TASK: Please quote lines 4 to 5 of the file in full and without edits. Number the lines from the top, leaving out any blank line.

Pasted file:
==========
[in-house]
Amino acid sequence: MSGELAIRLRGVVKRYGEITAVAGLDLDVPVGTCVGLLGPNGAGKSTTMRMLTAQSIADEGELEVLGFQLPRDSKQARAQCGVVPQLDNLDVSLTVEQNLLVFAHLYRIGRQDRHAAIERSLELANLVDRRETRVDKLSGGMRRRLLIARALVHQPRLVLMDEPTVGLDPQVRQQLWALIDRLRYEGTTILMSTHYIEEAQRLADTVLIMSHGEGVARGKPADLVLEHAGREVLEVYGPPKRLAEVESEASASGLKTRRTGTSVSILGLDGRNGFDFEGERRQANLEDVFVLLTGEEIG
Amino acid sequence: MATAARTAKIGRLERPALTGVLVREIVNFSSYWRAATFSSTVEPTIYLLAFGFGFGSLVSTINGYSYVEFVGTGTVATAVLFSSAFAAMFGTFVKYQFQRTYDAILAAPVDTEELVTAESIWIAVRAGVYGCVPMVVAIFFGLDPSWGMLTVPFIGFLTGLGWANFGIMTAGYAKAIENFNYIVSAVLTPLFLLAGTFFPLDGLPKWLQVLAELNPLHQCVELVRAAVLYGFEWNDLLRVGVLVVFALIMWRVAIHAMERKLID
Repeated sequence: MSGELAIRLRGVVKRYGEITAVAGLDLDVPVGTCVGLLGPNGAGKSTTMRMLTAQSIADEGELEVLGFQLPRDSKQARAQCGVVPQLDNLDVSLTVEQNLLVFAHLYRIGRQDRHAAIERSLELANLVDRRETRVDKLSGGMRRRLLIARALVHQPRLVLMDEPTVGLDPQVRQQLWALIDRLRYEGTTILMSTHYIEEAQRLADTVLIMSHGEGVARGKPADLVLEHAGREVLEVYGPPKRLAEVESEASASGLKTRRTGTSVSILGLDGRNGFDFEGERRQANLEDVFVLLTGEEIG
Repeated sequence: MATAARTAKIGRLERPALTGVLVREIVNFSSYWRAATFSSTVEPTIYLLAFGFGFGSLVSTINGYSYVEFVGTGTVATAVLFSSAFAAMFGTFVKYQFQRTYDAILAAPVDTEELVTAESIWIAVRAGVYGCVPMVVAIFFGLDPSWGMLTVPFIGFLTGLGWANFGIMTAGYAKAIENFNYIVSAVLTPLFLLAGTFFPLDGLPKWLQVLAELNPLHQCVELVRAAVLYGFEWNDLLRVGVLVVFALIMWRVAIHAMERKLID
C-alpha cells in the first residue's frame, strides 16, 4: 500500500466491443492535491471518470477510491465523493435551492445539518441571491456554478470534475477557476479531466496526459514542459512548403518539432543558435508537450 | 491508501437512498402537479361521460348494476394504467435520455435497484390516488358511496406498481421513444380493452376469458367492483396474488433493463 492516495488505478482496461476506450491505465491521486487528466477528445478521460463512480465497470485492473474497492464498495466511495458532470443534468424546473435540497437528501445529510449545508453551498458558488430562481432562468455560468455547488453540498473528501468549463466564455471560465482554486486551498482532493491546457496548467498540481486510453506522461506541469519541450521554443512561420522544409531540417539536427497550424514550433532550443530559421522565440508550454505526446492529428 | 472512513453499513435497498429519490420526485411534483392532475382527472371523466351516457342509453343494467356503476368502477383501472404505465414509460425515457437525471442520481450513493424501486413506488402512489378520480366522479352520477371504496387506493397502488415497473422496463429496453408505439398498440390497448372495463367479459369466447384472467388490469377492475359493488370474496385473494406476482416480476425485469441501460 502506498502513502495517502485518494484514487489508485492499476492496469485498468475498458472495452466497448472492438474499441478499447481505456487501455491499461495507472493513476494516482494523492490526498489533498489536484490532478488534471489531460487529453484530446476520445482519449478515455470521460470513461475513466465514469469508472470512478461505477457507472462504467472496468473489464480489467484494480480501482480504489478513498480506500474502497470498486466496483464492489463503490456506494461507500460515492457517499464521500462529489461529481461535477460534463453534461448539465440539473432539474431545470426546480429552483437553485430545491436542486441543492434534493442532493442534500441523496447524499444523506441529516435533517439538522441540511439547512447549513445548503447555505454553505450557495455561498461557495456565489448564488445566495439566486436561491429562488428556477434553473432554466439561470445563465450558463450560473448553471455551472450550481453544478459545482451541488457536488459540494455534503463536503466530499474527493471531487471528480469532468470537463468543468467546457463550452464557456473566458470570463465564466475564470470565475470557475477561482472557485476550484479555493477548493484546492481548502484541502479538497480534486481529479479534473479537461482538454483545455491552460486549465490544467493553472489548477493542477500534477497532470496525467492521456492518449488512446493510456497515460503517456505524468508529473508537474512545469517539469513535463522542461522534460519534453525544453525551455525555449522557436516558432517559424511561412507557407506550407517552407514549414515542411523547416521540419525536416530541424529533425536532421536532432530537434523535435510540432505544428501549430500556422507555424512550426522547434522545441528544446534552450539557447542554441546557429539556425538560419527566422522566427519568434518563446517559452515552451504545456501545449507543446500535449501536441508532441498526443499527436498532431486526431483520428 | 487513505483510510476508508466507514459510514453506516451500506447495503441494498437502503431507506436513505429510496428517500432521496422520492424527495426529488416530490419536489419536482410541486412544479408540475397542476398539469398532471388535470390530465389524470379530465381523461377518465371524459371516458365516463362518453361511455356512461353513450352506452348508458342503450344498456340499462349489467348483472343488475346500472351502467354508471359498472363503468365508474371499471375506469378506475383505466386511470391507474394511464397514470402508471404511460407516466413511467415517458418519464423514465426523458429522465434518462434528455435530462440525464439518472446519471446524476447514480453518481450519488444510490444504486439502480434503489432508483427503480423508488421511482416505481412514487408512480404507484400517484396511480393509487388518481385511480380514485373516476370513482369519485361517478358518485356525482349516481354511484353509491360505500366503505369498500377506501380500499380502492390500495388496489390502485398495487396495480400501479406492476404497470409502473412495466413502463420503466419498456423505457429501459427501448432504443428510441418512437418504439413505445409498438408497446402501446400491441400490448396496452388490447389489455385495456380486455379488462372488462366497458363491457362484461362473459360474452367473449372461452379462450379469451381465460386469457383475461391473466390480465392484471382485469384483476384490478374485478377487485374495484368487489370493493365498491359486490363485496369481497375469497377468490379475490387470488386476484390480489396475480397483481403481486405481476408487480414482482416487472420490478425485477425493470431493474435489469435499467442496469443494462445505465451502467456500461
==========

Repeated sequence: MSGELAIRLRGVVKRYGEITAVAGLDLDVPVGTCVGLLGPNGAGKSTTMRMLTAQSIADEGELEVLGFQLPRDSKQARAQCGVVPQLDNLDVSLTVEQNLLVFAHLYRIGRQDRHAAIERSLELANLVDRRETRVDKLSGGMRRRLLIARALVHQPRLVLMDEPTVGLDPQVRQQLWALIDRLRYEGTTILMSTHYIEEAQRLADTVLIMSHGEGVARGKPADLVLEHAGREVLEVYGPPKRLAEVESEASASGLKTRRTGTSVSILGLDGRNGFDFEGERRQANLEDVFVLLTGEEIG
Repeated sequence: MATAARTAKIGRLERPALTGVLVREIVNFSSYWRAATFSSTVEPTIYLLAFGFGFGSLVSTINGYSYVEFVGTGTVATAVLFSSAFAAMFGTFVKYQFQRTYDAILAAPVDTEELVTAESIWIAVRAGVYGCVPMVVAIFFGLDPSWGMLTVPFIGFLTGLGWANFGIMTAGYAKAIENFNYIVSAVLTPLFLLAGTFFPLDGLPKWLQVLAELNPLHQCVELVRAAVLYGFEWNDLLRVGVLVVFALIMWRVAIHAMERKLID